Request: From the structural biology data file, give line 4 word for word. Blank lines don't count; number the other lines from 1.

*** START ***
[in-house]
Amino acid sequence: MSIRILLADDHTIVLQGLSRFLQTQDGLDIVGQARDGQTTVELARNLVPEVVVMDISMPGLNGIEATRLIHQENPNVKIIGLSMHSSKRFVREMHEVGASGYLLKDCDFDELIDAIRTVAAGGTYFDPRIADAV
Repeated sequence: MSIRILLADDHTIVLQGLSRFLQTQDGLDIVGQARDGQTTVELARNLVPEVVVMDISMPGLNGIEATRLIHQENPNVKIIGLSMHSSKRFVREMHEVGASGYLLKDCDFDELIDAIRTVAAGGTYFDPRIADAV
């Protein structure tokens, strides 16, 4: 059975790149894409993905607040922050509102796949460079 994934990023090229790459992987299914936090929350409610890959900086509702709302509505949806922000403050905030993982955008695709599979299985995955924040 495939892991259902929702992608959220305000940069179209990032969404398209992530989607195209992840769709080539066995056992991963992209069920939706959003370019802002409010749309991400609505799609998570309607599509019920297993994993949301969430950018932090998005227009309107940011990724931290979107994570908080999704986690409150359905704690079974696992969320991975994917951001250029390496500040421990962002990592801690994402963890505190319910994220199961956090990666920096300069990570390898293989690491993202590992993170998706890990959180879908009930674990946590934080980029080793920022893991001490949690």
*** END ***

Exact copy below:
């Protein structure tokens, strides 16, 4: 059975790149894409993905607040922050509102796949460079 994934990023090229790459992987299914936090929350409610890959900086509702709302509505949806922000403050905030993982955008695709599979299985995955924040 495939892991259902929702992608959220305000940069179209990032969404398209992530989607195209992840769709080539066995056992991963992209069920939706959003370019802002409010749309991400609505799609998570309607599509019920297993994993949301969430950018932090998005227009309107940011990724931290979107994570908080999704986690409150359905704690079974696992969320991975994917951001250029390496500040421990962002990592801690994402963890505190319910994220199961956090990666920096300069990570390898293989690491993202590992993170998706890990959180879908009930674990946590934080980029080793920022893991001490949690």